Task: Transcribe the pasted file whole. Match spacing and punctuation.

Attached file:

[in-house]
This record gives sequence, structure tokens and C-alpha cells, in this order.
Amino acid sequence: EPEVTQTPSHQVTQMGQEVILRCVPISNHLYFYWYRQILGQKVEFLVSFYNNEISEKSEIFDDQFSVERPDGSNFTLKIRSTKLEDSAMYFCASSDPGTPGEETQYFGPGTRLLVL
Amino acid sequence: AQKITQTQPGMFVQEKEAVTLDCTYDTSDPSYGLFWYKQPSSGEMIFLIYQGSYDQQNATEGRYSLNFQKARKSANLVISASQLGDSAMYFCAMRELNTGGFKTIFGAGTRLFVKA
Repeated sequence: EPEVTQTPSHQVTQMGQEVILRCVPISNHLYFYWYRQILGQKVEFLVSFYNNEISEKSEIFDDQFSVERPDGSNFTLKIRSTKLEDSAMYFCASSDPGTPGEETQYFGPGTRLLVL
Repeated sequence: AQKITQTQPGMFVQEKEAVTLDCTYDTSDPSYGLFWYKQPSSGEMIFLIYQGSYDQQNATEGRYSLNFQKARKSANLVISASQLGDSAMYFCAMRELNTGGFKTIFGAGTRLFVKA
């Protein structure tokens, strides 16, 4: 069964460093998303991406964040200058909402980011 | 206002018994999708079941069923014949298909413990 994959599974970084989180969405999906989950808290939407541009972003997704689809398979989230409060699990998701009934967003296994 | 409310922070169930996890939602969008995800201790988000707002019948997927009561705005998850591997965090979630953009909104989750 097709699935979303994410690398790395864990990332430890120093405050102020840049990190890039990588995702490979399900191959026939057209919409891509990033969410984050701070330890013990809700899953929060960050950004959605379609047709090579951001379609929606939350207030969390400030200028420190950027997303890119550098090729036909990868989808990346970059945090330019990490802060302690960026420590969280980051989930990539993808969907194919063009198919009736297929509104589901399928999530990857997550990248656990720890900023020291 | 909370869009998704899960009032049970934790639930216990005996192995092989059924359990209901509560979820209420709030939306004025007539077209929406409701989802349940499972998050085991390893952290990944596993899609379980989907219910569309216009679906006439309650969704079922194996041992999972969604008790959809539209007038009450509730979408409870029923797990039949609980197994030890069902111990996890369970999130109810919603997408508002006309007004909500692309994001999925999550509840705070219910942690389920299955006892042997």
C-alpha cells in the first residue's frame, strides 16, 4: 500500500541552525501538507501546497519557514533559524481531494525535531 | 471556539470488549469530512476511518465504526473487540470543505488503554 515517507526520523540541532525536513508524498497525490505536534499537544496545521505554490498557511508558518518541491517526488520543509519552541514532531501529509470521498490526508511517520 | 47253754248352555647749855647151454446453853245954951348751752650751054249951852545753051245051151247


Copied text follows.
[in-house]
This record gives sequence, structure tokens and C-alpha cells, in this order.
Amino acid sequence: EPEVTQTPSHQVTQMGQEVILRCVPISNHLYFYWYRQILGQKVEFLVSFYNNEISEKSEIFDDQFSVERPDGSNFTLKIRSTKLEDSAMYFCASSDPGTPGEETQYFGPGTRLLVL
Amino acid sequence: AQKITQTQPGMFVQEKEAVTLDCTYDTSDPSYGLFWYKQPSSGEMIFLIYQGSYDQQNATEGRYSLNFQKARKSANLVISASQLGDSAMYFCAMRELNTGGFKTIFGAGTRLFVKA
Repeated sequence: EPEVTQTPSHQVTQMGQEVILRCVPISNHLYFYWYRQILGQKVEFLVSFYNNEISEKSEIFDDQFSVERPDGSNFTLKIRSTKLEDSAMYFCASSDPGTPGEETQYFGPGTRLLVL
Repeated sequence: AQKITQTQPGMFVQEKEAVTLDCTYDTSDPSYGLFWYKQPSSGEMIFLIYQGSYDQQNATEGRYSLNFQKARKSANLVISASQLGDSAMYFCAMRELNTGGFKTIFGAGTRLFVKA
């Protein structure tokens, strides 16, 4: 069964460093998303991406964040200058909402980011 | 206002018994999708079941069923014949298909413990 994959599974970084989180969405999906989950808290939407541009972003997704689809398979989230409060699990998701009934967003296994 | 409310922070169930996890939602969008995800201790988000707002019948997927009561705005998850591997965090979630953009909104989750 097709699935979303994410690398790395864990990332430890120093405050102020840049990190890039990588995702490979399900191959026939057209919409891509990033969410984050701070330890013990809700899953929060960050950004959605379609047709090579951001379609929606939350207030969390400030200028420190950027997303890119550098090729036909990868989808990346970059945090330019990490802060302690960026420590969280980051989930990539993808969907194919063009198919009736297929509104589901399928999530990857997550990248656990720890900023020291 | 909370869009998704899960009032049970934790639930216990005996192995092989059924359990209901509560979820209420709030939306004025007539077209929406409701989802349940499972998050085991390893952290990944596993899609379980989907219910569309216009679906006439309650969704079922194996041992999972969604008790959809539209007038009450509730979408409870029923797990039949609980197994030890069902111990996890369970999130109810919603997408508002006309007004909500692309994001999925999550509840705070219910942690389920299955006892042997």
C-alpha cells in the first residue's frame, strides 16, 4: 500500500541552525501538507501546497519557514533559524481531494525535531 | 471556539470488549469530512476511518465504526473487540470543505488503554 515517507526520523540541532525536513508524498497525490505536534499537544496545521505554490498557511508558518518541491517526488520543509519552541514532531501529509470521498490526508511517520 | 47253754248352555647749855647151454446453853245954951348751752650751054249951852545753051245051151247